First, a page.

Age of Magic – Traditional Turn Based Fun

Mar 30, 2018
Role Play

Age of Magic is a turn-based RPG that gives you a long series of missions filled with kobolds and monsters to beat up using a variety of heroes.

Age of Magic gives you traditional linear RPG storytelling, but it combines it with a beat ‘em up formula to allow you to satisfy both your desire to hit things repeatedly, as well as your desire to level up incrementally.

With a story that seeks to propel you across the planet, you fight numerous types of enemies, teaming up along the way with heroes that initially try to utterly destroy you. However, you’re obviously amazing, so amazing then when defeated, enemy heroes will actually join you.

The combat system is turn-based, utilizing a system of one move per turn for each hero. Each turn, you may select one ability, each of which has an effect, whether offensive or defensive. When activated, a little animation plays for each ability, giving a very small notification along their health bar. Very helpfully, if you click on the character you get a list of all effects, bonuses and maluses, allowing you to plan your strategy accordingly.

The ability to play individual levels and the battles themselves actually costs energy that replenishes with time. This adds an element of an idler to the game, forcing you to wait before you can progress in the story. More energy can be purchased through microtransactions, or you can just consider it as the game gently reminding you to go outside once in a while.

More energy can be purchased through microtransactions, or you can just consider it as the game gently reminding you to go outside once in a while.

There are a variety of weapons and equipment you can find during your quests that make your characters incrementally stronger. The bonuses gained from items are usually only very minuscule, but like all good games of this type, it’s the combination of many different artifacts that give you the real strengths.

Each combat is prefaced with a little cinematic where the combatants stand in an open field, staring menacingly at one another as the dialog boxes unfold, giving you some context as to why you’re fighting a giant cat in Paladin armour.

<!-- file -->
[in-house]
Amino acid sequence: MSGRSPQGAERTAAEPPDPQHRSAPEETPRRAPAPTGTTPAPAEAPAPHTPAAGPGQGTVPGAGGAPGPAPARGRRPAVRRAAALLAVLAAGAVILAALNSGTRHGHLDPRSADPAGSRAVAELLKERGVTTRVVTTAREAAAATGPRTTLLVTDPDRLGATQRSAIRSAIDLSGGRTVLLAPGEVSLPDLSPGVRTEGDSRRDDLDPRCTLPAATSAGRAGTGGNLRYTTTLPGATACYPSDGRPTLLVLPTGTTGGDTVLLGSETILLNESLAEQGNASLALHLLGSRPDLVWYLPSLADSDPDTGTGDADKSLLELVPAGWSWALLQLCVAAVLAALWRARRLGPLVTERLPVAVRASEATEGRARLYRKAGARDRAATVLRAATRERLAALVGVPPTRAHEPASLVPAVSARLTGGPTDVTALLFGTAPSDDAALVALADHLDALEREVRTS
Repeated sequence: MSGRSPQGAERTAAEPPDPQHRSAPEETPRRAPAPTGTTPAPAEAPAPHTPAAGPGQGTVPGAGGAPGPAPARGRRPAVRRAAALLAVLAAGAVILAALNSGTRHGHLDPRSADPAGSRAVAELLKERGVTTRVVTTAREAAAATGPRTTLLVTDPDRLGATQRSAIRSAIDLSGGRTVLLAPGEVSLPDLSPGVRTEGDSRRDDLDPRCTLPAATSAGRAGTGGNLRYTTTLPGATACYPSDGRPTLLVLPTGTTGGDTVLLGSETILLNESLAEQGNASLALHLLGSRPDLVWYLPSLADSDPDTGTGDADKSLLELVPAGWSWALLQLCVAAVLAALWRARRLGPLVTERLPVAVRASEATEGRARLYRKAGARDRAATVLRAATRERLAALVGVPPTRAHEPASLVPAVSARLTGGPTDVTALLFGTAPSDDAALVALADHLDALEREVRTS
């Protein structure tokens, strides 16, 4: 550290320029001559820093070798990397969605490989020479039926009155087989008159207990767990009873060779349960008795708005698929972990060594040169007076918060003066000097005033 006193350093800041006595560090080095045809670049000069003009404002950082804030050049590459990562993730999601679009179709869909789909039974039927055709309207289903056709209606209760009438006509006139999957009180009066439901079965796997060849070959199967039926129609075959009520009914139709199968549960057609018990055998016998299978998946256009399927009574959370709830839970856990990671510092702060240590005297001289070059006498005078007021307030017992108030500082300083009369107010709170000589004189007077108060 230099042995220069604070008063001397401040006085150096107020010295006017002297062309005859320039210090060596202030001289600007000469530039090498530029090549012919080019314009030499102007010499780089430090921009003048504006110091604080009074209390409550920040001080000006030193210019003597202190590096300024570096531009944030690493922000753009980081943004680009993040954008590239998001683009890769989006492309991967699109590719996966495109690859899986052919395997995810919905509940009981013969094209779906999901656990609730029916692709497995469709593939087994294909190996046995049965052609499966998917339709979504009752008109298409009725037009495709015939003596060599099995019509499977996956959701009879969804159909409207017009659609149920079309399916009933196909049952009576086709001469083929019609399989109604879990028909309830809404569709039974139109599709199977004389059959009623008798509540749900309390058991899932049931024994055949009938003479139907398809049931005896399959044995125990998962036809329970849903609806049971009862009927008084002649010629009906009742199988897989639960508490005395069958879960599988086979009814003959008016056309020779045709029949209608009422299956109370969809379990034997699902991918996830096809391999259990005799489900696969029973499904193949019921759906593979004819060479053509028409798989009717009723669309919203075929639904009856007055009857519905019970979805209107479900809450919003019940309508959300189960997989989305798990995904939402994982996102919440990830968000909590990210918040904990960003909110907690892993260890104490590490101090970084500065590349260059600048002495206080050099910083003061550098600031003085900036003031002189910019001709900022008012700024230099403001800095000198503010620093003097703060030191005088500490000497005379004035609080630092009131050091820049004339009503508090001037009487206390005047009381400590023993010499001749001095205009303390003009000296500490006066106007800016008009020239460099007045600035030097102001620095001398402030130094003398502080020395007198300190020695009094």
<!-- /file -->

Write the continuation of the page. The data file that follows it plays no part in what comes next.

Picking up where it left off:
The star reward system for each level is based on the number of heroes you lose. Losing one hero means you lose a star and two heroes mean you lose two stars, obviously. This system of reward is clear and consistent, thankfully not died to the amount of damage received or some other nebulous statistic. Instead, it is obvious when you’ve lost a star as one of your heroes falls to the ground and makes a depressing, pithy comment.

Age of Magic is a traditional game, in the sense that it borrows from other clearly well-established titles. It manages to mix together a solid RPG system with a turn-based combat system, as well as incremental upgrades and gradual level progression.

It manages to mix together a solid RPG system with a turn-based combat system, as well as incremental upgrades and gradual level progression.

The core gameplay is solid, the battles feel fair and consistent and the variety of different races and monsters you face feel fleshed out and actually alive.

Age of Magic may seem pretty standard, but it offers a unique experience that is hard to pass up.

Our Rating

ProsCons
Solid gameplay and enjoyable cinematics. The combat is simple and straightforward, yet has a layer of complexity.It can feel a little silly watching you face down each enemy in turn before the fight actually starts.
Rating
8/10
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